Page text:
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[207]. Australian National Audit Office, Management of the Adult Migrant English Program Contracts, ANAO, Canberra, 2001,, accessed on 21 May 2008.

[208]. C. Evans (Leader of the Government in the Senate and Minister for Immigration and Citizenship), Rudd Government scraps Temporary Protection visas, media release, Parliament House, Canberra, 13 May 2008,, accessed on 21 May 2008.

[209]. C. Ellison (Shadow Minister for Immigration and Citizenship), Immigration Minister sends a welcome message to people smugglers, media release, Parliament House, Canberra, 15 May 2008,, accessed on 21 May 2008.

[210]. S. Conroy (Shadow Minister for Communications and Information Technology), Labor s Plan for Cyber-safety,, accessed on 12 May 2008.

[211]. ibid.

[212]. S. Conroy (Minister for Broadband, Communications and the Digital Economy), Consultative working group to improve cyber safety, media release, Parliament House, Canberra, 15 May 2008,, accessed on 15 May 2008.

[213]. Labor s Plan for Cyber-safety, op. cit.

[214]. It is expected that funding will largely occur in 2009‑10. New providers will be eligible for the funding in following years, however.

[215]. B. McMenamin, Filters needed to battle child porn , The Australian, 8 January, 2008.

[216]. P. Sweeney, ISP content filtering still on the agenda , Whirlpool, 13 May 2008,, accessed on 15 May 2008.

[217]. Electronic Frontiers Australia, EFA decries money wasted on Internet filtering , Electronic Frontiers Australia website, 15 May 2008,, accessed on 15 May 2008. Note the government awarded a contract for a laboratory test of internet filters to the Enex TestLab in January 2008. Enex is currently conducting trials in conjunction with ACMA.

[218]. Flawed plan for internet control , The Canberra Times, 3 January 2008,
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[219]. A. Kohler, Digital dallying , Business Spectator, 27 March 2008,, accessed on 15 May 2008.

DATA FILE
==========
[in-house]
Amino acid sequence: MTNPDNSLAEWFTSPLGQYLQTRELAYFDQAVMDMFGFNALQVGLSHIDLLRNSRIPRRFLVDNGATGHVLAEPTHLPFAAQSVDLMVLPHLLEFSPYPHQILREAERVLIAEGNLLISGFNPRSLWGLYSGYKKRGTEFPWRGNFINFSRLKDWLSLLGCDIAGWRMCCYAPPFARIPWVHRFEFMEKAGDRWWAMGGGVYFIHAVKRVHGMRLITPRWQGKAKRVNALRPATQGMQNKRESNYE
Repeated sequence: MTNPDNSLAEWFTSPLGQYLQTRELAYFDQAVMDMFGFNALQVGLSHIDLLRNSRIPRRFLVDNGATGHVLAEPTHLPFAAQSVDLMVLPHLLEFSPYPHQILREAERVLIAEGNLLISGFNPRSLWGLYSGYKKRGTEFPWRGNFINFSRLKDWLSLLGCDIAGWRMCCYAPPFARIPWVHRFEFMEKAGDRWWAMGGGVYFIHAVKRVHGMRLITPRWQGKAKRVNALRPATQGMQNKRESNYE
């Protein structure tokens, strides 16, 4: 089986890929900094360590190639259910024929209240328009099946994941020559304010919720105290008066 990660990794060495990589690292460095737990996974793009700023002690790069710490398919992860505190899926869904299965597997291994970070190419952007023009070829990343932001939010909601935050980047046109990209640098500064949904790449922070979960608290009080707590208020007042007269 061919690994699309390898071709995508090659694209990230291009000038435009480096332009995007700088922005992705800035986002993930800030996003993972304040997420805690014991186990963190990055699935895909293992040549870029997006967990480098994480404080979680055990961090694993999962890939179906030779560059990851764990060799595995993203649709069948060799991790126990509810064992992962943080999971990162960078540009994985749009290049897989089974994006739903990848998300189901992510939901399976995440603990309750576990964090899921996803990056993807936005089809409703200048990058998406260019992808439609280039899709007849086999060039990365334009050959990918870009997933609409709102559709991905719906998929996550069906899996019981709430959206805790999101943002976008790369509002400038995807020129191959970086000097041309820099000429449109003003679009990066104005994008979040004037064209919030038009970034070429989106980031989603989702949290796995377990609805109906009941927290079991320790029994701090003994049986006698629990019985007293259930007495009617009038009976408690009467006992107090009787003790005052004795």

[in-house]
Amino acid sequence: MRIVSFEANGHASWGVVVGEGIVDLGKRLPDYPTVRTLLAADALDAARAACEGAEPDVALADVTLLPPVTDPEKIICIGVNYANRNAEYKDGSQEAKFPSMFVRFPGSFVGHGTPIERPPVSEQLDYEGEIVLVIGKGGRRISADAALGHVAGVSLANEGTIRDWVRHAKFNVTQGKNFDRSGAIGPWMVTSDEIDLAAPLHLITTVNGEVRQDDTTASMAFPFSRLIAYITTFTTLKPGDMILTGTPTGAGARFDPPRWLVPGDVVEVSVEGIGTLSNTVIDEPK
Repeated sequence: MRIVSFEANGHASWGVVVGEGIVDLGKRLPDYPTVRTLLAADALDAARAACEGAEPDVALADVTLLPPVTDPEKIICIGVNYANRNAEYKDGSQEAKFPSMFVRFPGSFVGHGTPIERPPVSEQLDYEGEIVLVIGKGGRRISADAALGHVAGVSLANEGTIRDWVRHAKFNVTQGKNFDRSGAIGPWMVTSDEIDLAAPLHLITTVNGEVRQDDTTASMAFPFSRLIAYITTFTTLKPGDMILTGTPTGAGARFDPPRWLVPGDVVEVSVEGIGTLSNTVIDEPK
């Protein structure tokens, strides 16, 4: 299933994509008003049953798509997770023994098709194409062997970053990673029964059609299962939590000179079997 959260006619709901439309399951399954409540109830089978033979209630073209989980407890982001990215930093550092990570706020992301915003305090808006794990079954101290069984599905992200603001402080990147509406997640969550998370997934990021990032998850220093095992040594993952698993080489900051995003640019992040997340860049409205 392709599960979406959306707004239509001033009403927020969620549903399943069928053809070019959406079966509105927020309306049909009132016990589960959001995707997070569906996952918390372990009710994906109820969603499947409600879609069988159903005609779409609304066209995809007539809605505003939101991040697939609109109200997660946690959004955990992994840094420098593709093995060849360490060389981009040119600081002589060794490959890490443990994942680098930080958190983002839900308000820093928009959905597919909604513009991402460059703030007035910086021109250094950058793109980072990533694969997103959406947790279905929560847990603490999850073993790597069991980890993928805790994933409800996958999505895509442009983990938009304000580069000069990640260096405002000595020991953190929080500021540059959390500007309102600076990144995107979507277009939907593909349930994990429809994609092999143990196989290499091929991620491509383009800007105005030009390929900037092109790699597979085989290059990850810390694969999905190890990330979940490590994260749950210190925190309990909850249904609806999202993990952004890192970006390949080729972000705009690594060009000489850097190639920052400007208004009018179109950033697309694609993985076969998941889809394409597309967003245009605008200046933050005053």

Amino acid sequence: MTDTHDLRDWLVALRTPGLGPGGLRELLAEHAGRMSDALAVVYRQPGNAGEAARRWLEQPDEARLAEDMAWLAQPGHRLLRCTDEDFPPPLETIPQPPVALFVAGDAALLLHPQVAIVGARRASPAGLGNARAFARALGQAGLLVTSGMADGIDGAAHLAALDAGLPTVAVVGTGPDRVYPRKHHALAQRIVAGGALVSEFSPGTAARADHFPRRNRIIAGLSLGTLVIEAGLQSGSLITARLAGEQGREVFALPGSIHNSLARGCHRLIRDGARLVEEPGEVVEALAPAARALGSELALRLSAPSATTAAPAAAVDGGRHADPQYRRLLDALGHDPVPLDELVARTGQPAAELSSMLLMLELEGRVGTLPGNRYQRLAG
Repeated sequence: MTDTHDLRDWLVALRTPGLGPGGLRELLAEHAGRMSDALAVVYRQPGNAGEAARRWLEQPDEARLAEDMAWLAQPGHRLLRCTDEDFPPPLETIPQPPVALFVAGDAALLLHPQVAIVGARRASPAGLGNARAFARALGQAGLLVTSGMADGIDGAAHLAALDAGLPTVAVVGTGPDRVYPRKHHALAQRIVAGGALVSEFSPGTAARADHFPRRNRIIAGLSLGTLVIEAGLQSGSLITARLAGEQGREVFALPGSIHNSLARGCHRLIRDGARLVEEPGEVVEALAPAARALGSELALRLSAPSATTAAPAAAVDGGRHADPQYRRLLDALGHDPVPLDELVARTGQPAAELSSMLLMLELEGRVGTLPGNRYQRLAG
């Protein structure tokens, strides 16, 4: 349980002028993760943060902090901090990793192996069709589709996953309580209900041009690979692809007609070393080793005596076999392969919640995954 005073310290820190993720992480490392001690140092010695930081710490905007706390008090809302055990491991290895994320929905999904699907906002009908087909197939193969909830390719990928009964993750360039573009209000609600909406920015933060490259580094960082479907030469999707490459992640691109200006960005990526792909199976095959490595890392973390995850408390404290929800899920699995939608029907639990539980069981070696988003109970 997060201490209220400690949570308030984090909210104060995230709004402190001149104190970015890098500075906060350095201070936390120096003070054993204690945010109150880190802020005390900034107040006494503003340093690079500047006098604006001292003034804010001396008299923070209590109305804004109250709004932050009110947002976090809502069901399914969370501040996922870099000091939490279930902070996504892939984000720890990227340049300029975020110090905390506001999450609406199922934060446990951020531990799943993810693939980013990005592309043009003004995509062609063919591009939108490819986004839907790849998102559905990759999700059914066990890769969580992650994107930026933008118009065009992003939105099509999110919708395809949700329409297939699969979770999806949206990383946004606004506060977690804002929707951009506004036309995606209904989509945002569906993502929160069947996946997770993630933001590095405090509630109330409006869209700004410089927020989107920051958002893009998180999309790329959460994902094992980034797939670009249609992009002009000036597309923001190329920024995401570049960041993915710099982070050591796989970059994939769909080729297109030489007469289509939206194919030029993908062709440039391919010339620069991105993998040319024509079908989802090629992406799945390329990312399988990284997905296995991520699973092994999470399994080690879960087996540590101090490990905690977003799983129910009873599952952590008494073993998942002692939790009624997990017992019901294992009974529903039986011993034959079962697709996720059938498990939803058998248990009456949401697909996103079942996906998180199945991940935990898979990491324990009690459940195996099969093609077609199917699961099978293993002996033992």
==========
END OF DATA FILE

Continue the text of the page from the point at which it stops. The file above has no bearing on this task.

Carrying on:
[220]. ibid.

[221]. See J. Gardiner-Garden and P. Pyburne, National Film and Sound Archive Bill 2008 , Bills Digest, no. 77, Parliamentary Library, Canberra, 2007 2008,, accessed on 15 May 2008.

[222]. See J. Gardiner-Garden and J. Tomaras, Screen Australia Bill 2008 , Bills Digest, no.84 Parliamentary Library, Canberra, 2007 2008,, accessed on 15 May 2008.

[223] P. Garrett (Minister for the Environment, Heritage and the Arts),
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[224]. For example, the Australian Copyright Council report, The Art Resale Royalty & Its Implications For Australia, February 1989; the
Our Culture Our Future: A Report On Australian Indigenous Cultural And Intellectual Property Rights
, Aboriginal and Torres Strait Islander Commission, Canberra, September 1999; the report of the Contemporary Visual Arts & Craft Inquiry ( The Meyer Report ), Commonwealth Department of Communications, Information Technology and the Arts, Canberra, 2002; and D. Throsby & V. Hollister,
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[225]. Access Economics, Evaluating the impact of an Australian resale royalty on eligible visual artists, 2004,, accessed on 15 May 2008.

[226]. P. Garrett (Minister for the Environment, Heritage and the Arts),
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[227]. ibid.

[228]. P. Garrett (Minister for the Environment, Heritage and the Arts),
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[229]. R. Pascoe et al., National Review of school music education, Department of Education, Science and Training, Canberra, 2005,
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[230]. (U.K.) Department for Children, Schools and Families, Every primary school to become a musical school press notice, 21 November 2007,

[231]. Australian Labor Party, Fresh ideas for the arts , Election 07 fact sheet,, accessed on 19 May 2008.

[232]. Australia Council, Community Partnerships scoping study: creative communities, 2006,, accessed on 19 May 2008.

[233]. See the AMRAP page on the Community Broadcasting Foundation web-site:

[234]. P. Garrett, New directions for the arts: supporting a vibrant and diverse Australian arts sector, Australian Labor Party, 2007,, accessed on 19 May 2008.

[235]. S. Mascord and J. Geddes, Rugby codes reel it as Rudd slashes funding ,, 7 February 2008,,21985,23171967-11809,00.html, accessed on 15 May 2008.

[236]. According to the Australian Bureau of Statistics (ABS), in 2005 06 of all sports and physical recreation undertaken in an organised capacity, the activity most commonly participated in by Australians 15 years and over, was aerobics/fitness. Netball was the next most popular organised sport followed by tennis and soccer (outdoor). For more detail see the ABS website paper, Participation in sports and physical recreation, Australia 2005 06,
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[237]. See AIS current sports grants,